The apex court should take the responsibility to check if any particular act of the Parliament is not in the synchrony spirit of constitution and rule of law. When the Apex Court intervenes, political parties raise the questions pertaining to its constitutional power to intervene in executives work, undermining the supremacy of the Parliament.

Read more: ECP to conduct online scrutiny of candidates in upcoming elections, what…

With this in mind, Institutional confrontation is criticized but, the separation of power between the institutions is yet to be cleared.Under the Pervaiz Musharaf regime, candidates were required to declare, under oath, the payments of their loans, taxes and utility bills. This practice was followed in 2002, 2008 and 2013.

After ousting of Nawaz Sharif, under new legislation, it is not mandatory for election candidates to declare the outstanding loans from any bank, financial institution, or corporate body in the candidate’s name or in the name of his/her spouses, or any dependent.

Moreover, candidates no longer have to declare the list containing names of their spouse(s) and dependents, the default in payment of government dues or utility charges,  present occupation, national tax number, education, income tax paid during the last three years, or the  companies owned by the candidate or his/her spouse and dependents.

The elimination of these highly significant requirements will effectively mean that there would be no one stopping tax evaders, loan defaulters, and dual nationals to contest general elections and become part of the Parliament.

Under the previous laws, candidates had to take oath that, “I hereby solemnly declare, to the best of my knowledge and belief, that (i) no loan for an amount of Rs2 million or more has been obtained from any bank, financial institution, cooperative society or corporate body in my own name or in the name of my spouse, any of my dependents or any business concern mainly owned by me. Nor do the aforesaid stands unpaid for more than one year from the due date or has been written off.” This has undermined the power of the ECP with regards to their sources of income.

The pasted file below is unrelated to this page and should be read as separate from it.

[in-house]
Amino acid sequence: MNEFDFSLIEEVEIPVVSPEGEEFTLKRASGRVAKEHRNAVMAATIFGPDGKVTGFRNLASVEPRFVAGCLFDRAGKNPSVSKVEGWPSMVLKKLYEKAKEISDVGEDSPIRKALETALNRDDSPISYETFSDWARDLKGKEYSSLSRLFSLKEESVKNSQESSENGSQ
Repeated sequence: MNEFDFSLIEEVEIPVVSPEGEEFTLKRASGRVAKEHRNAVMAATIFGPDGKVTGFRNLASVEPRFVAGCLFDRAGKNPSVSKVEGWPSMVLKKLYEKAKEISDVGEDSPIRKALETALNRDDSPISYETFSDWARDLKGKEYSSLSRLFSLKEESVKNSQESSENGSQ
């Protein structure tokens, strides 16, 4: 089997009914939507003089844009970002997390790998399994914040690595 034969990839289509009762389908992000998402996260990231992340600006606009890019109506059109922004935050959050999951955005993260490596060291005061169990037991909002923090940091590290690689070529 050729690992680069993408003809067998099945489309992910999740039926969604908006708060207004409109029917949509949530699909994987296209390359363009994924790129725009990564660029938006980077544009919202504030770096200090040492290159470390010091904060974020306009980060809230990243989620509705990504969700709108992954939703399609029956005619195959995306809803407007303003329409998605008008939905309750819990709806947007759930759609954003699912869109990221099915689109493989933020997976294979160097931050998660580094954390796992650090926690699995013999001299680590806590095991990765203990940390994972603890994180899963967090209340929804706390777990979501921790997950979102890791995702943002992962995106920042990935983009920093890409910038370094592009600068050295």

Read more: New challenge for Nawaz Sharif: Senate amends Election Act 2017

Furthermore, potential candidates will no longer require to; declare details of their travel abroad during the last three years, important contribution made by the candidate for the benefit of candidate’s constituency [if elected previously], and the sum paid to any political party that awarded the ticket to the candidate.

Significantly, candidates no longer have to make a declaration to abide by the code of conduct issued by the ECP. Under the previous law, incomes and assets of elected representatives were readily available which could facilitate swift accountability. Now, they even don’t have to explain the difference between the net assets of current financial year and the previous year.

These steps of the powerful political mafia curbed the public disclosure of tax status and loan defaults, reducing the power of the ECP to scrutinize the candidates. Under such circumstances – where the Parliament is advocating controversial legislation –  the new laws threaten the democracy and is a major peril to the justice system in the country.